Goodreads win. Will read and review once recieved.
Yvette Primero
Although the author brings up many points that are undeniably true I don't think it was more than a rabble-rauzer. I read this for school and even in that context I felt like ok now that I am aware what should I do? Maybe its me, but I think as teenagers we all had this idea of "screw big business" but then came the real world and really what choice do we have? I would have gave the book 3 stars had it given me more realistic ideas.
Dorothy Soest
If you care about our democracy, read this book. It launched me into a level of activism to overturn Citizens United Supreme Court decision and end corporate personhood that I never expected.
Well-researched, copiously footnoted discussion of the Citizens' United case and how we got there. Warning: you'll have to read it in small doses because it will make you feel angry and hopelessly disenfranchised.

I strongly recommend Lawrence Lessig's article from the Atlantic online as corollary reading. Lessig presents a different argument about the same issue.

Ghinwa Choueiter
must read. eye opener.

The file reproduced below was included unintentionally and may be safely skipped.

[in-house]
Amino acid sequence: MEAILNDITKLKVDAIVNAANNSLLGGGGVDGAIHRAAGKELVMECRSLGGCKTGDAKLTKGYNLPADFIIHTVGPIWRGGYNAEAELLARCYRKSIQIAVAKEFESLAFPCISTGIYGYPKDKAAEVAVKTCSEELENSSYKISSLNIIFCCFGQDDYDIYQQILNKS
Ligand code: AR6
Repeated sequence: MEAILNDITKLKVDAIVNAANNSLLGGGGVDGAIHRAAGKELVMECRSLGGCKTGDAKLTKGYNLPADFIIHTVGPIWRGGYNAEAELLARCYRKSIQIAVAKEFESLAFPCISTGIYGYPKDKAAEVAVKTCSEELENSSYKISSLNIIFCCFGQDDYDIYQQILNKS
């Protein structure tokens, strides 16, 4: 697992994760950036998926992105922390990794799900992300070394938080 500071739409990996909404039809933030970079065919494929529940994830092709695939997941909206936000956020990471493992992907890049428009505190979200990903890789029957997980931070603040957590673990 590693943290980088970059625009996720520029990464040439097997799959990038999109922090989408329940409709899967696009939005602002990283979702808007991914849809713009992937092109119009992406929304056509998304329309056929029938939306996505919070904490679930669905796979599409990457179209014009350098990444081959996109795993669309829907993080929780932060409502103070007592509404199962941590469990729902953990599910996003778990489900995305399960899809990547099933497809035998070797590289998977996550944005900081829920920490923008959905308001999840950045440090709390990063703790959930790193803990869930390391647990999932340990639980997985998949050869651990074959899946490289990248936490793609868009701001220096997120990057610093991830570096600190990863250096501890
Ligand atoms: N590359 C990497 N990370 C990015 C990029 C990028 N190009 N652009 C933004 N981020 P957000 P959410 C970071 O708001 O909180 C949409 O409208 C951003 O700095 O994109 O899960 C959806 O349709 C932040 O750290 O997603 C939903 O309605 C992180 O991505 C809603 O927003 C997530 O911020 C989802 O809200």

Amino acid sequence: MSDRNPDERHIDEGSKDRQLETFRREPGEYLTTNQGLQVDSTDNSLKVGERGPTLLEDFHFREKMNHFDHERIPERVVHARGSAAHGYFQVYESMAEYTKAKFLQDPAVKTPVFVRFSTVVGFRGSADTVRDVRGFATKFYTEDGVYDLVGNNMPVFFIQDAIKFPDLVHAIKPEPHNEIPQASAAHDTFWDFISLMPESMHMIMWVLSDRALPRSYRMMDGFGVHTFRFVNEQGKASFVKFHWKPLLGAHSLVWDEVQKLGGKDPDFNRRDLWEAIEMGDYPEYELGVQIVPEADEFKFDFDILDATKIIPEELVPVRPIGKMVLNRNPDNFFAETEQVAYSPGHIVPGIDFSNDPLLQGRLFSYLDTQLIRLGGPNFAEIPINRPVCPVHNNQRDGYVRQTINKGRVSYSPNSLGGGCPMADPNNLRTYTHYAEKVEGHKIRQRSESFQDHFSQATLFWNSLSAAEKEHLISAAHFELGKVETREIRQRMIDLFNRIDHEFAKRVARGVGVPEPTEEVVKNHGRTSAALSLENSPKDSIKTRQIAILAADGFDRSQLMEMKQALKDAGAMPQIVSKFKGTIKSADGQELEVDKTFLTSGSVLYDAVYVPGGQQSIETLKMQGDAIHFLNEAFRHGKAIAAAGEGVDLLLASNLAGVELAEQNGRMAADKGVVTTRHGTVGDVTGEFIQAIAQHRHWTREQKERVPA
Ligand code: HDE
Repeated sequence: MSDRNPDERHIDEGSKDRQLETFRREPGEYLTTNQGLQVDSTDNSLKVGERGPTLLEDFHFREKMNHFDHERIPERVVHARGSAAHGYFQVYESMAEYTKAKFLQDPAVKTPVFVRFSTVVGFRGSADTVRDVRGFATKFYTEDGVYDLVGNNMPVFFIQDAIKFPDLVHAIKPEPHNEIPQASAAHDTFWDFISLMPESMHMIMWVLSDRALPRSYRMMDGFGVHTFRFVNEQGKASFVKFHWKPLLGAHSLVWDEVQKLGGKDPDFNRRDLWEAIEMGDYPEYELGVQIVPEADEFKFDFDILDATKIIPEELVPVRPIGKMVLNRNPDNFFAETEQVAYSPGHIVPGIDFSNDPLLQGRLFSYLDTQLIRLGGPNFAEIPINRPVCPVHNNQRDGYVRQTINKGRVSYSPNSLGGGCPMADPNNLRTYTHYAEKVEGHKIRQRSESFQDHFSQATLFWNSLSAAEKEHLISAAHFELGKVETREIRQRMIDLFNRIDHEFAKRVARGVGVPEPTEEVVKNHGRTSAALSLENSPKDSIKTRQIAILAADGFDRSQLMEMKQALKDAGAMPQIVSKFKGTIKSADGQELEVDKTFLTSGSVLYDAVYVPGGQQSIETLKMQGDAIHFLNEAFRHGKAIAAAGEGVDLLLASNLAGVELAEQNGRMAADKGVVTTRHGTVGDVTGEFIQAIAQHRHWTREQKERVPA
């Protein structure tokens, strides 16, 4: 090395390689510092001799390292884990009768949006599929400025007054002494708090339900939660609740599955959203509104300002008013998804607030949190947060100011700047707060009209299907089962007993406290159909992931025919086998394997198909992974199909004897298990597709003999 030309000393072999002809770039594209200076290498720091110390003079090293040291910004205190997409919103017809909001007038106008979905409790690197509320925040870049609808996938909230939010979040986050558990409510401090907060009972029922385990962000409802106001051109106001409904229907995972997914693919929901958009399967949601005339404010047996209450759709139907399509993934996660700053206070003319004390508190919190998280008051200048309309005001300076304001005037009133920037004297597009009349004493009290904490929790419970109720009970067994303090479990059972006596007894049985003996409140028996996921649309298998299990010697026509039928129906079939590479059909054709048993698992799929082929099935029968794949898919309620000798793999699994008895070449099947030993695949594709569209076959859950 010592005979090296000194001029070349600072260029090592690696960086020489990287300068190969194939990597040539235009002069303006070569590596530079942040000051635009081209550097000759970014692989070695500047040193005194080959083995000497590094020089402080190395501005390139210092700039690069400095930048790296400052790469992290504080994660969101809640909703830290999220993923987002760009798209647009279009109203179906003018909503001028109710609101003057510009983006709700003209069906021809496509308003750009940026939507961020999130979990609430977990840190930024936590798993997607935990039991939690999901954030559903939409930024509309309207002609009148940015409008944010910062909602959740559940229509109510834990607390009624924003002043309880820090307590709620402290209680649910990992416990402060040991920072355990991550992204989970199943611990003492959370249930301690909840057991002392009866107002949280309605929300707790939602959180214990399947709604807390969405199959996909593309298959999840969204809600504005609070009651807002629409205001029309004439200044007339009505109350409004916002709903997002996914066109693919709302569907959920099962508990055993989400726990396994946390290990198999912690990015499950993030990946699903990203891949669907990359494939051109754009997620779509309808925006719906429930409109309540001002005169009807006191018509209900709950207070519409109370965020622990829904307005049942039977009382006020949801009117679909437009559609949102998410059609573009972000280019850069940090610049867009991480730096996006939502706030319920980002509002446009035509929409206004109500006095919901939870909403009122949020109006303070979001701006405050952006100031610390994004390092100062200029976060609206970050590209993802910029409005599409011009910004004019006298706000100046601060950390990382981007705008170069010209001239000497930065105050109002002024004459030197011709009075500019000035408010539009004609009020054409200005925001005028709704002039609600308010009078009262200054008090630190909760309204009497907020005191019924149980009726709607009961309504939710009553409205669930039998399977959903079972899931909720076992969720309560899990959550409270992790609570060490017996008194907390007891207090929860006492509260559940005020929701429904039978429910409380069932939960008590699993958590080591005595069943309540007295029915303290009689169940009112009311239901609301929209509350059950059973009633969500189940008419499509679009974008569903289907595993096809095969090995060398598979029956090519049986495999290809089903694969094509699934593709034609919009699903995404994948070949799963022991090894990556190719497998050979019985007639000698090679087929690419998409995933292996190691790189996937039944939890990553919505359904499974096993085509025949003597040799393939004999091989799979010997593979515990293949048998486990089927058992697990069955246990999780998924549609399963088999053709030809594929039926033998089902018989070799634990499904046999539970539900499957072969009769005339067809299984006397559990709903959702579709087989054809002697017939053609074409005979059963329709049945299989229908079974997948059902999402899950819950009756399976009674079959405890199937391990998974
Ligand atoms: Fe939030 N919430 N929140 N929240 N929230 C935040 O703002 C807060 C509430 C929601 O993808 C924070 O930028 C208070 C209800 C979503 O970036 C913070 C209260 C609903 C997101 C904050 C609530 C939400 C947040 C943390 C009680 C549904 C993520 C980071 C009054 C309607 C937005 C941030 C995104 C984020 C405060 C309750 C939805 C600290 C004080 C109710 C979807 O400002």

Ryan Houlette
Lucid, concise introduction to the history and impact of corporate personhood under the law. Also one of the most painful and infuriating books I've read in a long time. Fortunately it ends with a rousing call to action that keeps it from being unbearably depressing.
This was quite good, actually. It's informative about the hold corporations have on the USA, and the ramifications that the interpretation of the Constitution that led to 'Citizens United' can have. An engaging piece of 'activist literature'.
Apr 29, 2013 Ed rated it 5 of 5 stars
Shelves: e-book
An interesting, comprehensive look at the "Citizens United" decision and it's effect on Corporations and Democracy.

Basically the argument for a constitutional amendment to clarify that corporations are not people, only people are people.
Detailed and concise historical line on the conscious movement to further the cause of corporate rights and equate money to speech.
This book gives hope that "real" citizens, humans, people, have the ability to rule corporations and not the reverse.